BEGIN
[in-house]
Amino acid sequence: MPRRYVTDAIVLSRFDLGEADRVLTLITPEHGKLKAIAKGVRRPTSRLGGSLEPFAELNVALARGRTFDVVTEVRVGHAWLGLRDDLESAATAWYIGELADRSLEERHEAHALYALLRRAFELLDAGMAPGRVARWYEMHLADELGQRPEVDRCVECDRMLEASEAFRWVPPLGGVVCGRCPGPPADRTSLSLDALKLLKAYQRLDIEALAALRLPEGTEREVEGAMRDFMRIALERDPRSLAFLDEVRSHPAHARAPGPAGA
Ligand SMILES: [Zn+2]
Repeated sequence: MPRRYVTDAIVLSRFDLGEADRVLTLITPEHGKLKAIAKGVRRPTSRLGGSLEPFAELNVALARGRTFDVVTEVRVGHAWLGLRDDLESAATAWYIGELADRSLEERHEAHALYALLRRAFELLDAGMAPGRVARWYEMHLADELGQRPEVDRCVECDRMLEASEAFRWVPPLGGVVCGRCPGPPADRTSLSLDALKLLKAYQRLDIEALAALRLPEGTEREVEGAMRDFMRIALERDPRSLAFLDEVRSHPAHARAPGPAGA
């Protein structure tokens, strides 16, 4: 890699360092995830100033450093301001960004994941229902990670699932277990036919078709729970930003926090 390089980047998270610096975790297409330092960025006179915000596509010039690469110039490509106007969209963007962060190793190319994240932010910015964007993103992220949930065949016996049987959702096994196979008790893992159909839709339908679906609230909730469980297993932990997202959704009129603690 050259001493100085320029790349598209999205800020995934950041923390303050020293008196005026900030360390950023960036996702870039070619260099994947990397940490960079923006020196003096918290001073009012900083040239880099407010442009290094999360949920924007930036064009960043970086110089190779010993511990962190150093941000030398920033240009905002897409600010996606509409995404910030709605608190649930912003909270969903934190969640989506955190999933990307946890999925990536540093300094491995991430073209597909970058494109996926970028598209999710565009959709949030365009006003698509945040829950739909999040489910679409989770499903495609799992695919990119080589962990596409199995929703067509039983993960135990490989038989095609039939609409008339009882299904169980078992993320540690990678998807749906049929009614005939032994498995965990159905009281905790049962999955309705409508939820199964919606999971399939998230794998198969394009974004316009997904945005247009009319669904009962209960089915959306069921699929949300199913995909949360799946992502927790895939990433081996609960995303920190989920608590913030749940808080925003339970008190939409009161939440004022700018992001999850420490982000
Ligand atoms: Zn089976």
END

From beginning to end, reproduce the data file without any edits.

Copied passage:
[in-house]
Amino acid sequence: MPRRYVTDAIVLSRFDLGEADRVLTLITPEHGKLKAIAKGVRRPTSRLGGSLEPFAELNVALARGRTFDVVTEVRVGHAWLGLRDDLESAATAWYIGELADRSLEERHEAHALYALLRRAFELLDAGMAPGRVARWYEMHLADELGQRPEVDRCVECDRMLEASEAFRWVPPLGGVVCGRCPGPPADRTSLSLDALKLLKAYQRLDIEALAALRLPEGTEREVEGAMRDFMRIALERDPRSLAFLDEVRSHPAHARAPGPAGA
Ligand SMILES: [Zn+2]
Repeated sequence: MPRRYVTDAIVLSRFDLGEADRVLTLITPEHGKLKAIAKGVRRPTSRLGGSLEPFAELNVALARGRTFDVVTEVRVGHAWLGLRDDLESAATAWYIGELADRSLEERHEAHALYALLRRAFELLDAGMAPGRVARWYEMHLADELGQRPEVDRCVECDRMLEASEAFRWVPPLGGVVCGRCPGPPADRTSLSLDALKLLKAYQRLDIEALAALRLPEGTEREVEGAMRDFMRIALERDPRSLAFLDEVRSHPAHARAPGPAGA
């Protein structure tokens, strides 16, 4: 890699360092995830100033450093301001960004994941229902990670699932277990036919078709729970930003926090 390089980047998270610096975790297409330092960025006179915000596509010039690469110039490509106007969209963007962060190793190319994240932010910015964007993103992220949930065949016996049987959702096994196979008790893992159909839709339908679906609230909730469980297993932990997202959704009129603690 050259001493100085320029790349598209999205800020995934950041923390303050020293008196005026900030360390950023960036996702870039070619260099994947990397940490960079923006020196003096918290001073009012900083040239880099407010442009290094999360949920924007930036064009960043970086110089190779010993511990962190150093941000030398920033240009905002897409600010996606509409995404910030709605608190649930912003909270969903934190969640989506955190999933990307946890999925990536540093300094491995991430073209597909970058494109996926970028598209999710565009959709949030365009006003698509945040829950739909999040489910679409989770499903495609799992695919990119080589962990596409199995929703067509039983993960135990490989038989095609039939609409008339009882299904169980078992993320540690990678998807749906049929009614005939032994498995965990159905009281905790049962999955309705409508939820199964919606999971399939998230794998198969394009974004316009997904945005247009009319669904009962209960089915959306069921699929949300199913995909949360799946992502927790895939990433081996609960995303920190989920608590913030749940808080925003339970008190939409009161939440004022700018992001999850420490982000
Ligand atoms: Zn089976």